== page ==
Home Selling FAQs
Q: “Are there special home-ownership grants or programs for single parents?”
A: Although you won’t have the benefit of two incomes on which to qualify for a loan, there’s no reason that you can’t become a homeowner. Become familiar with the process, pick a good real estate broker, and think about getting pre-qualified for a loan. You might want to contact one of the HUD-funded housing counseling agencies in your area to talk through your options. And you also might want to think about buying a HUD home – they can be very good deals. Also, contact your local government to see if there are any local homebuying programs that could help you. Look in the blue pages of your phone directory for your local office of housing and community development or, if you can’t find it, contact your mayor’s office or your county executive’s office.
Q: “Should I use a real estate broker?”
A: Yes. An experienced and well respected agency like Jaret & Cohn can help you navigate to a successful closing. Avoid the pitfalls of home buying and work with a professional.
Q: “Why should I list my home with a real estate agent instead of selling it myself?”
A: An experienced and qualified agency like Jaret & Cohn helps you to sell your house by finding qualified buyers as well as the following: ?Advertising ?Following up on potential leads ?Accurate and timely completion of all paperwork ?Following the laws and disclosures required when selling real estate
Q: “What is a listing agreement?”
A: Your Jaret & Cohn Agent will define the terms of your agreement in writing. This is called a listing agreement. The agreement will cover such items as: ?Length of time the agreement covers ?Commission to be paid to the agent ?Advertising or other promotional materials the agent will provide ?Sale price of the home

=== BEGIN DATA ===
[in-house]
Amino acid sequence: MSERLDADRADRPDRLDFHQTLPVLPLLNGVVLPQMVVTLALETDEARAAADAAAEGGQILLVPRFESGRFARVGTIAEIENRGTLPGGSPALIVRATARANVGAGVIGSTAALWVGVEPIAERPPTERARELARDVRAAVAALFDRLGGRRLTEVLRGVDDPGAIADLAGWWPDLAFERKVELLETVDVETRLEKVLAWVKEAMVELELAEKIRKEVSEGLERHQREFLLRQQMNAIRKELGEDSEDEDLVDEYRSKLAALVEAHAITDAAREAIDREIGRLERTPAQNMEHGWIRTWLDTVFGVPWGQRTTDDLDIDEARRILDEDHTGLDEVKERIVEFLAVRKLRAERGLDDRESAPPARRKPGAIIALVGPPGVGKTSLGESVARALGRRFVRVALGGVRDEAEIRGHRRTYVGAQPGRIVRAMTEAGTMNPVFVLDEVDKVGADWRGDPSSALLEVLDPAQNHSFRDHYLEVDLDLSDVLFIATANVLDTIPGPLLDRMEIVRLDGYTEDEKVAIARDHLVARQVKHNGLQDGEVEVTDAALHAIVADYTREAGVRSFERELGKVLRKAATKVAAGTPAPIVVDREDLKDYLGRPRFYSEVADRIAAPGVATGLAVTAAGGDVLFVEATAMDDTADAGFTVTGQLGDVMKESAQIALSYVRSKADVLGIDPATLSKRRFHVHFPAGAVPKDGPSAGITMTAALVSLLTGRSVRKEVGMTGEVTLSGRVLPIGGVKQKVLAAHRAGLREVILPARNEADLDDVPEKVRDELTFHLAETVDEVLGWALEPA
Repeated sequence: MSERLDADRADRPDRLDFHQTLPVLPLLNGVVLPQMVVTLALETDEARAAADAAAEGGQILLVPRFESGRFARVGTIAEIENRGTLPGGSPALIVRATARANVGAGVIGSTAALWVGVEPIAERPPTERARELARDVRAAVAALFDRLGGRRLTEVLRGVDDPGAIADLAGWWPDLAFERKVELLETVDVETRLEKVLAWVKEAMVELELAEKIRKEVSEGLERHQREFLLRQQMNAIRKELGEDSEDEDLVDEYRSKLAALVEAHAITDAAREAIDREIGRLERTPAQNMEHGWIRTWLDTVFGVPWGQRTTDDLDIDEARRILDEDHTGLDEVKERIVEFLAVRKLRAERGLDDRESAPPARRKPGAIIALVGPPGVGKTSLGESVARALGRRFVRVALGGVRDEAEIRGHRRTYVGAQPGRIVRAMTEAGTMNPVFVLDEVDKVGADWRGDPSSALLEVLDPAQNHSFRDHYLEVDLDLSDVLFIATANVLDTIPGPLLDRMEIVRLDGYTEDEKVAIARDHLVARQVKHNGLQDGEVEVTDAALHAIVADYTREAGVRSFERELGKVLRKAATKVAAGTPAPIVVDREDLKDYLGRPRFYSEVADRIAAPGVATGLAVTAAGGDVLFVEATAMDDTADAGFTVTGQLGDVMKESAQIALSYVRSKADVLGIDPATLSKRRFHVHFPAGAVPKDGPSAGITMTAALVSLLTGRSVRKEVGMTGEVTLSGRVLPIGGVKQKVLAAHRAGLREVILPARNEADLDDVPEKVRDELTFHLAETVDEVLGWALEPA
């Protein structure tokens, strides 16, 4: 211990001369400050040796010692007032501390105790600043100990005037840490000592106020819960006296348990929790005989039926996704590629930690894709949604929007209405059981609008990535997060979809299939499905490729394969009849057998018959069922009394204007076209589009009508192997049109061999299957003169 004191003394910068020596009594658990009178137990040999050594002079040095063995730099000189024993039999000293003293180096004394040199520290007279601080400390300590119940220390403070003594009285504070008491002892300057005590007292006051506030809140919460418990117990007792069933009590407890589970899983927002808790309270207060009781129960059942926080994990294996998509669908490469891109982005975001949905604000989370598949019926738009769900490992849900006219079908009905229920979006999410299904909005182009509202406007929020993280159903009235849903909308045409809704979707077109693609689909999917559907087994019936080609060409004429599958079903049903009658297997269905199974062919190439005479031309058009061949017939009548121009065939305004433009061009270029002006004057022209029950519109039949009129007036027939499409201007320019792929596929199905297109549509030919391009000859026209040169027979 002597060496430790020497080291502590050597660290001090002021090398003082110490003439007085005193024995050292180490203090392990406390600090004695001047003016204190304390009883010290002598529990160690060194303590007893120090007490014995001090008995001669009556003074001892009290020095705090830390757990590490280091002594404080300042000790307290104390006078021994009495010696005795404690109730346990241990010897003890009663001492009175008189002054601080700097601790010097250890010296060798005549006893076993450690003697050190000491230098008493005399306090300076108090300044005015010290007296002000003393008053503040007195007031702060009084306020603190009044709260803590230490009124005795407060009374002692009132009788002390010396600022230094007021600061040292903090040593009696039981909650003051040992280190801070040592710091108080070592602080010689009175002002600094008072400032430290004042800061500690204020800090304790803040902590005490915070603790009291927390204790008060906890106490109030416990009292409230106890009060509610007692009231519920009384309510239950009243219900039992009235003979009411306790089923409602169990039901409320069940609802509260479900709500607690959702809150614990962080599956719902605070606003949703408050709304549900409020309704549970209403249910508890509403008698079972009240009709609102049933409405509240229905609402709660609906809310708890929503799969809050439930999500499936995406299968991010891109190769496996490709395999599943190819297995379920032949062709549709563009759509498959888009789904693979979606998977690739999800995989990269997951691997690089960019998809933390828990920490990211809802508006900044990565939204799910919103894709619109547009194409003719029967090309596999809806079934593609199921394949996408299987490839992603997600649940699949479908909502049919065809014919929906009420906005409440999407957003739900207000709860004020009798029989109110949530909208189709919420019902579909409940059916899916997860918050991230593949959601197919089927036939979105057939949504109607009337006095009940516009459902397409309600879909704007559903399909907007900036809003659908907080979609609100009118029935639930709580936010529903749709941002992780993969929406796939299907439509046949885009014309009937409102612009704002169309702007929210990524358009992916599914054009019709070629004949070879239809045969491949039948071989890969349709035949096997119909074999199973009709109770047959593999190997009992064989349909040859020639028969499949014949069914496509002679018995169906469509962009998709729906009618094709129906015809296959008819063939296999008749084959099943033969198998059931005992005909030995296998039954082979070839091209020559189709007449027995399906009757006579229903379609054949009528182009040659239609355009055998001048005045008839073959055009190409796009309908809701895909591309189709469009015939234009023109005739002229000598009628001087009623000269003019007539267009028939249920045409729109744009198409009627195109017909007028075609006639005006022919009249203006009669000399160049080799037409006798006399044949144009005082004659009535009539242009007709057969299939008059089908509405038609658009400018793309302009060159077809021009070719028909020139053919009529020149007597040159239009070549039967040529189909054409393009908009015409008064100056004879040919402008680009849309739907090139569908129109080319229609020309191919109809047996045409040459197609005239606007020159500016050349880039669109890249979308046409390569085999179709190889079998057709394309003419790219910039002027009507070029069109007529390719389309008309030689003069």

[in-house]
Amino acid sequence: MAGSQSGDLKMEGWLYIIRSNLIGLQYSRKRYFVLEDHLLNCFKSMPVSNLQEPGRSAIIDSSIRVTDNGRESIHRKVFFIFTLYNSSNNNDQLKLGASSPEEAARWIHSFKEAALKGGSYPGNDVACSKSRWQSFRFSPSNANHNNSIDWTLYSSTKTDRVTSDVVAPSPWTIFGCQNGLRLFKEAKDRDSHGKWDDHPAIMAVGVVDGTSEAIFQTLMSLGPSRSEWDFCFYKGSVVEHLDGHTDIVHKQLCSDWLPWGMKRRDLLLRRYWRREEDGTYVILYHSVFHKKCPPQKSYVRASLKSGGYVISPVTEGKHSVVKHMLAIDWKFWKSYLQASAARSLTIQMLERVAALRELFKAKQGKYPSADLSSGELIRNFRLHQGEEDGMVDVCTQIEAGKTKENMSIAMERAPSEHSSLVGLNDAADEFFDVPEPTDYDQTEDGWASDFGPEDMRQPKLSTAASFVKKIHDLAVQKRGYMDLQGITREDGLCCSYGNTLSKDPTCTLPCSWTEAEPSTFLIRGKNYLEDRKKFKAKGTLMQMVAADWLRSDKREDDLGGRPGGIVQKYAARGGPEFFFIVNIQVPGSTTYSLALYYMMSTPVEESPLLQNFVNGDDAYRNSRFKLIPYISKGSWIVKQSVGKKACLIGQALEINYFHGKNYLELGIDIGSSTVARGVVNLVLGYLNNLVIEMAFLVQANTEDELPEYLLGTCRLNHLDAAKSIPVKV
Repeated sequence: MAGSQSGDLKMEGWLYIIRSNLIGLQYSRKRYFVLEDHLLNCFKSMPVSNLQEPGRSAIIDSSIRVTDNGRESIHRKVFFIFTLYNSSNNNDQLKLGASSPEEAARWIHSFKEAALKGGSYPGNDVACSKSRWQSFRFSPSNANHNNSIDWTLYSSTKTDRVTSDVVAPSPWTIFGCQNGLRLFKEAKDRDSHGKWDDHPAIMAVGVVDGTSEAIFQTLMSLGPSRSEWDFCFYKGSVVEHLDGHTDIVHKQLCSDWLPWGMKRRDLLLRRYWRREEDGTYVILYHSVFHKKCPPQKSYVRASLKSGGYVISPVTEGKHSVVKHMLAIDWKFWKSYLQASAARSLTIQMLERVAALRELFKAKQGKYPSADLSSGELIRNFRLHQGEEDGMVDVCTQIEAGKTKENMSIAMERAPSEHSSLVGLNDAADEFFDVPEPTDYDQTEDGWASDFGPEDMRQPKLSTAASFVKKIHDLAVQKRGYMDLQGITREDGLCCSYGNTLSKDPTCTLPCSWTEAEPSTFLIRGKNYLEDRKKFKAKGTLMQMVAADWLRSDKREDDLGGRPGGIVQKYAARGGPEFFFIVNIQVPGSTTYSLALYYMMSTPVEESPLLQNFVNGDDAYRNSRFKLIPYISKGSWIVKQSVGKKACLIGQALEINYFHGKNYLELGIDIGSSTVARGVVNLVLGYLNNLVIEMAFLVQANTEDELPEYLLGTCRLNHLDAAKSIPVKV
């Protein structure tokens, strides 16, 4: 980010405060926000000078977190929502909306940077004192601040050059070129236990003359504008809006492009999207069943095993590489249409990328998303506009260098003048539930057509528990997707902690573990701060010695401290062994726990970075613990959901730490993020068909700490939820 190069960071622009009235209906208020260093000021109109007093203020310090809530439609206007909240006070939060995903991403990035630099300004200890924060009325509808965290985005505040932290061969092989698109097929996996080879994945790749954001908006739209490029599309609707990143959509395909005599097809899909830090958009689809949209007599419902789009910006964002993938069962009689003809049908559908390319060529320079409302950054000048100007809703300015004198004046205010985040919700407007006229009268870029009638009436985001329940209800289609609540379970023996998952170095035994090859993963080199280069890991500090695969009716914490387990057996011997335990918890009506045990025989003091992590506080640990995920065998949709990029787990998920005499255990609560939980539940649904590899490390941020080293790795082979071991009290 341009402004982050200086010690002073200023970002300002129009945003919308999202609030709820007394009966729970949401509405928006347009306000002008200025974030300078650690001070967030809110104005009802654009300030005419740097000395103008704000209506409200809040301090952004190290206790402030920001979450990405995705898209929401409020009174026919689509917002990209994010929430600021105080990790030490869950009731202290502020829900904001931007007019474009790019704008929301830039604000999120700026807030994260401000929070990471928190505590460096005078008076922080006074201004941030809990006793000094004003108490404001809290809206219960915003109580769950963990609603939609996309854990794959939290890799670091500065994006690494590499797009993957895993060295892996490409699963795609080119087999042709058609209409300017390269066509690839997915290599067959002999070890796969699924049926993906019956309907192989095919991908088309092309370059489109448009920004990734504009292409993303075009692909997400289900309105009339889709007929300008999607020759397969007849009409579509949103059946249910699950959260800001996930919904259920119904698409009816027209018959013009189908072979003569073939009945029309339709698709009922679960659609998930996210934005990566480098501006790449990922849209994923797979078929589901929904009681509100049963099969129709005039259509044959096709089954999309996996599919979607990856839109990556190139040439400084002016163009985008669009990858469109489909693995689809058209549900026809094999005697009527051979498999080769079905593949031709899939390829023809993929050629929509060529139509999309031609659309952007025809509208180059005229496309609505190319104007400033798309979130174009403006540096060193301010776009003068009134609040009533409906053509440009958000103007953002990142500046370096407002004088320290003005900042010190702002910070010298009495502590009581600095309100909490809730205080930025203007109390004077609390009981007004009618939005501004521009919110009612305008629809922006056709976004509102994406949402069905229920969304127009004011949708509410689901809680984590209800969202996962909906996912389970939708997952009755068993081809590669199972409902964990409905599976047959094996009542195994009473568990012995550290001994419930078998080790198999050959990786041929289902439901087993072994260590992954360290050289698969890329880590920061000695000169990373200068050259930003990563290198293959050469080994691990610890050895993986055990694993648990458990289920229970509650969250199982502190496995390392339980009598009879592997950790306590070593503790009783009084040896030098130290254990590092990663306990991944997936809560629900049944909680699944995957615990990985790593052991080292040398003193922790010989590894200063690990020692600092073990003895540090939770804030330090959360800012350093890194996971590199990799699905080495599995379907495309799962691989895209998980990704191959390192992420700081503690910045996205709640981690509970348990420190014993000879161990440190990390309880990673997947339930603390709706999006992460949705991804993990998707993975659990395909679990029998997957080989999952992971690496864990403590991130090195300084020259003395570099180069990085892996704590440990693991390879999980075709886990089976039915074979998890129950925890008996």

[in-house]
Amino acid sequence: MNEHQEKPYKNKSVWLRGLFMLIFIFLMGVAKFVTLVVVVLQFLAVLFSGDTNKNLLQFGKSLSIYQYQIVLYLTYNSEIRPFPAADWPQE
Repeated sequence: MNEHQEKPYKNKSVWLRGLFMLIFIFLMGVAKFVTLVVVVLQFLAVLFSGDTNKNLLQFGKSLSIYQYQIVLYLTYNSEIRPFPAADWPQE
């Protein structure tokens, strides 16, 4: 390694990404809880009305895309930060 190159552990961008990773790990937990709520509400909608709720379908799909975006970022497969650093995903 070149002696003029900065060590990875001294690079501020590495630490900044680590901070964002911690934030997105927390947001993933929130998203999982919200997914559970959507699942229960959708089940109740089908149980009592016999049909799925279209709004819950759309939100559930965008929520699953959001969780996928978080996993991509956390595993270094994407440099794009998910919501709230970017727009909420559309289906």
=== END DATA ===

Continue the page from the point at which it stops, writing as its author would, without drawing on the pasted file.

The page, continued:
Q: “What information must I reveal about the house on the disclosure statement?”
A: The disclosure statement covers material or major defects that the owner has knowledge of, including: ?Appliances ?Structural defects and modifications ?Possible easements ?Neighborhood problems ?Other material facts that may affect the potential purchaser’s decision The federal lead paint disclosures apply to the sales of residential property, including mobile homes, constructed before 1978 and require sellers to disclose known lead hazards by providing an informational booklet and a disclosure form attached to the purchase contract. Depending on location, other disclosure may be required.
Q: “Do I have to accept an offer made on my home?”
A: No. But if the offer exactly mirrors the conditions of the listing agreement under which you have offered your home for sale, you may be obligated to the real estate agent for the commission. Both buyer and seller must sign the agreement for it to become binding.
Q: “I think I can get a higher price for my home than the offer I accepted. Can I back out of the deal?”
A: No, not without potential consequences. Exactly what you can do and how much it will cost you will depend on how the contract is worded and the laws of Maine.
Q: “I’ve decided I want to take some items in the house that were originally to be left with the house. Can I change my mind?”
A: Not without reaching an agreement, in writing, with the buyer. If you’re taking additional items from the home, reducing the value of the home, expect a reduction in the purchase price of the home by an equal, or possibly greater amount, than the value of the item. The buyer isn’t obligated to accommodate your request.
Q: “The purchaser asked for an extension to secure financing. Do I have to agree?”
A: No. The terms of the purchase agreement should reference any contingencies with regard to financing. If there is not a reference to obtaining financing, you may force the sale and take the buyer’s earnest money if he can’t come up with financing in time for the closing.